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Famous Scientists in Genetics Research - Theodosius Dobzhansky

written by: Sonal Panse•edited by: Paul Arnold•updated: 10/30/2009

Theodosius Dobzhansky is known for his work on the population genetics of fruit flies. He studied the evolution of different fruit fly species and demonstrated the role that genetics played in evolution. His work gave rise to the modern evolutionary synthesis.

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    Theodosius Dobzhansky

    A noted geneticist and evolutionary biologist, Theodosius Dobzhansky is renowned for his work in bridging Darwinian evolution with Mendelian genetics and paving the way for the science of the modern evolutionary synthesis.

    In 1937, Dobzhansky published a book on evolutionary theory called "Genetics and the Origin of Species". In this book, he laid the foundation for modern synthetic theory of evolution, by explaining the role of genetics in evolution by natural selection. Around the time this book was published, some researchers had begun to consider Darwin's evolutionary theory rather dated. It didn't, after all, appear to have an answer for the new genetic discoveries that were being made.

    Dobzhansky studied population genetics in fruit flies and showed that the diverse genes in successfully evolved species helped them to adapt to different environments and conferred them with the genetic diversity that helped them to survive. Through his work he was able to show a single genetic mutation or change proceeded to affect the rest of the genetic arrangement and how this then led to an evolutionary change in the species. He explained that natural mutations occurred in species all the time, some harmful, some giving rise to gradual genetic changes. When individuals in a population with these mutational changes mated solely with one another, they gave rise to a new species with a genetically distinct identity.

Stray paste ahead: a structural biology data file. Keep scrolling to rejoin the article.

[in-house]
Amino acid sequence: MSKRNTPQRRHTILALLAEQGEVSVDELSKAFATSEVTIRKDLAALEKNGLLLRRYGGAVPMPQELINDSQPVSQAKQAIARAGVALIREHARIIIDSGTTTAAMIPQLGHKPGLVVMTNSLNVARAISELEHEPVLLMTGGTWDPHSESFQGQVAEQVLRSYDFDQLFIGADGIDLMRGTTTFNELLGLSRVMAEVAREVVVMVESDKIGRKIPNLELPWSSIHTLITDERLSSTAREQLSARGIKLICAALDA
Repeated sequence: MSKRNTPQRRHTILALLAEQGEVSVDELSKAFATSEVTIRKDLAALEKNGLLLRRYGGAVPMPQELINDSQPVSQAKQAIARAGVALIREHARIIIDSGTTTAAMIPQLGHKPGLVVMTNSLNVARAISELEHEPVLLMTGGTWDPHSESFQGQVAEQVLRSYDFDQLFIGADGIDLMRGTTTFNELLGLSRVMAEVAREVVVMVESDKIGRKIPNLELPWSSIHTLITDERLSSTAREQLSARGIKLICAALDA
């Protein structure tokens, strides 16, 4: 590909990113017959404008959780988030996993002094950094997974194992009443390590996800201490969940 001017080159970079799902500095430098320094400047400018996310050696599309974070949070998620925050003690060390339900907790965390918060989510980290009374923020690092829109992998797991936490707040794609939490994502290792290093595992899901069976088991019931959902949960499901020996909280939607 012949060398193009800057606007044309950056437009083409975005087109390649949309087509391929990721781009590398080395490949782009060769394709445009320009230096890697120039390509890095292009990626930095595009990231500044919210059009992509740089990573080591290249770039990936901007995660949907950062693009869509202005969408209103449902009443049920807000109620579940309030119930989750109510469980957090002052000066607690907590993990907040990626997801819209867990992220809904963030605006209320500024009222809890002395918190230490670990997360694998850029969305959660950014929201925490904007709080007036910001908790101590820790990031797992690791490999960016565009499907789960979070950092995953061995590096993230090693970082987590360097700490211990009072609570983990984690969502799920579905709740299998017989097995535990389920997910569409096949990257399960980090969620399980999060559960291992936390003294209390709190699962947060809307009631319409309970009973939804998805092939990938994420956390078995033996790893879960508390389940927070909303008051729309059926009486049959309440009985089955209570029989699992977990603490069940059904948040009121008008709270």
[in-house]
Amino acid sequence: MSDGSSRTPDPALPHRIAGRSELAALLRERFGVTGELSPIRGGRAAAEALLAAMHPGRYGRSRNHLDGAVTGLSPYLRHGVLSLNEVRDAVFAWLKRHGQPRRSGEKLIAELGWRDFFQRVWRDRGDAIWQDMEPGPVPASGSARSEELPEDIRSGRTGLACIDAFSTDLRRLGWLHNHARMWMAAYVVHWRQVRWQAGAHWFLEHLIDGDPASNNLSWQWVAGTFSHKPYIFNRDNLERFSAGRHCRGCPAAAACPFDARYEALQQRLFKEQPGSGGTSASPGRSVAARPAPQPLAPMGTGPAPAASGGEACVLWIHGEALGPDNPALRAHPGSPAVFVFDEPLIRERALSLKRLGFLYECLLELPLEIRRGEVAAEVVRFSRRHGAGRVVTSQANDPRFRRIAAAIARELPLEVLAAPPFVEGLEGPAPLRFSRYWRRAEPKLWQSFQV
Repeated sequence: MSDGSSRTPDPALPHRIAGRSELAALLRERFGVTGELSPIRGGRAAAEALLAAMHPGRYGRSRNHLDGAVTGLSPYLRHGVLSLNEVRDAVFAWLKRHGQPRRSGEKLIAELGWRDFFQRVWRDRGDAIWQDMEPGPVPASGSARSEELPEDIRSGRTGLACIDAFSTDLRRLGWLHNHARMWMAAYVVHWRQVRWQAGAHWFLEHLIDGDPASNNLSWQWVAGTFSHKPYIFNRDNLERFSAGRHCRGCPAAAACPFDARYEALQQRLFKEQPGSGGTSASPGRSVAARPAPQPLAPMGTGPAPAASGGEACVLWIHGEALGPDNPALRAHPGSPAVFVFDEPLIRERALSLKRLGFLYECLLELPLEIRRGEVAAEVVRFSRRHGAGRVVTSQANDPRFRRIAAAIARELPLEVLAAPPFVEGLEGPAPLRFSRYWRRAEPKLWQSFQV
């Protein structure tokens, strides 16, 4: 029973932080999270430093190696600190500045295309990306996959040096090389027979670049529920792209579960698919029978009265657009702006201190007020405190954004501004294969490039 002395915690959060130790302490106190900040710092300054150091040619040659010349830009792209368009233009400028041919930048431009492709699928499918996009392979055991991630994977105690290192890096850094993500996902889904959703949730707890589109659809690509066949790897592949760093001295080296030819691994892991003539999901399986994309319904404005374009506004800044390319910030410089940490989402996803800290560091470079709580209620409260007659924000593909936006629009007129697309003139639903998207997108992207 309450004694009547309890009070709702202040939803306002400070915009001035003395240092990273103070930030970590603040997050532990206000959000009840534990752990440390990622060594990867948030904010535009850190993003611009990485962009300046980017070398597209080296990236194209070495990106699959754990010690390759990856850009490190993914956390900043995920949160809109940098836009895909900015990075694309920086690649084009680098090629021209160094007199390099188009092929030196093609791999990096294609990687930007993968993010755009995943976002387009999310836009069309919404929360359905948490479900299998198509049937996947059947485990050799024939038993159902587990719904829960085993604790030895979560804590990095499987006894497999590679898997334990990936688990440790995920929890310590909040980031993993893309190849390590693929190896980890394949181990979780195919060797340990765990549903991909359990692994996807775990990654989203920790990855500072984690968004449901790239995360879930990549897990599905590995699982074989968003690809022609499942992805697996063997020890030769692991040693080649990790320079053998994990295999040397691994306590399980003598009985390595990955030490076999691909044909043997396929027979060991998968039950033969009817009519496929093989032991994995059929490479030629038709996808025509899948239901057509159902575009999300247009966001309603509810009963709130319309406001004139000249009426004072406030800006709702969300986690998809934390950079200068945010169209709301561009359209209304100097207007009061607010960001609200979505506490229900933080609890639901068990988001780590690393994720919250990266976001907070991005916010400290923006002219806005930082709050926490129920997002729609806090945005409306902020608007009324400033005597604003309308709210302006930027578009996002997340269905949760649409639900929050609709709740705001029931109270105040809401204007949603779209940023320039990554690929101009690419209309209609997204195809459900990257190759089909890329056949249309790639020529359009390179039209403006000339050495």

Dobzhansky was one of the first Drosophila researchers to conduct field research on fruit flies. He travelled to Brazilian rain forests as well as around Mexico, Arizona and California in his search for different fruit fly species. He discovered that there were genetic similarities between different fly species from the same region. The same fly species from a different region were different genetically.

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    Early Life and Education

    He was born on 24 January 1900 in Nemyriv, Ukraine, the only child of Grigory Dobzhansky a mathematics teacher and his wife Sophia Voinarsky. The family moved to Kiev in 1910 and faced some very difficult times during the period of the First World War and the Russian Revolution.

    At high school in Kiev, Dobzhansky became interested in biology, started collecting butterflies and decided to become a biologist. Around 1915-1916 he met a young entomologist Victor Luchnik and was convinced to switch interest from butterflies to beetles. At the age of eighteen, Dobzhansky wrote his first scientific paper on lady beetles.

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    Career and the Death of Theodosius Dobzhansky

    Theodosius Dobzhansky, ca.1966. From the Theodosius Dobzhansky Papers held by the APS Even before he graduated from the University of Kiev in biology in 1921, Dobzhansky had been hired by the Polytechnic Institute in Kiev to teach zoology. He worked here until 1924 and then went to the University of Leningrad to work at the newly set up Genetics Department under Yuri Filipchenko. Filipchenko had started a Drosophila lab and Dobzhansky worked there until 1927 when he received a Rockefeller Foundation to go to the USA to work with the pioneer of Drosophila research Thomas Hunt Morgan at Columbia University.

    He followed Morgan to the California Institute of Technology, where he worked as an Assistant Professor in Genetics. In 1936, he was made full Professor of Genetics and took US citizenship the following year.

    In 1940, he returned to Columbia University as a Zoology Professor and remained there in that capacity until moving to teach at the Rockefeller University in 1962. He retired in 1970, becoming an emeritus professor, and the following year, became an adjunct professor at the University of California's Genetics Department. He was working there at the time of his death on 18 December 1975.

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    Notable Publications

    Genetics and the Origin of Species

    Nothing in Biology Makes Sense Except in the Light of Evolution

    Mankind Evolving

    The Biological Basis of Human Freedom

    The Biology of Ultimate Concern

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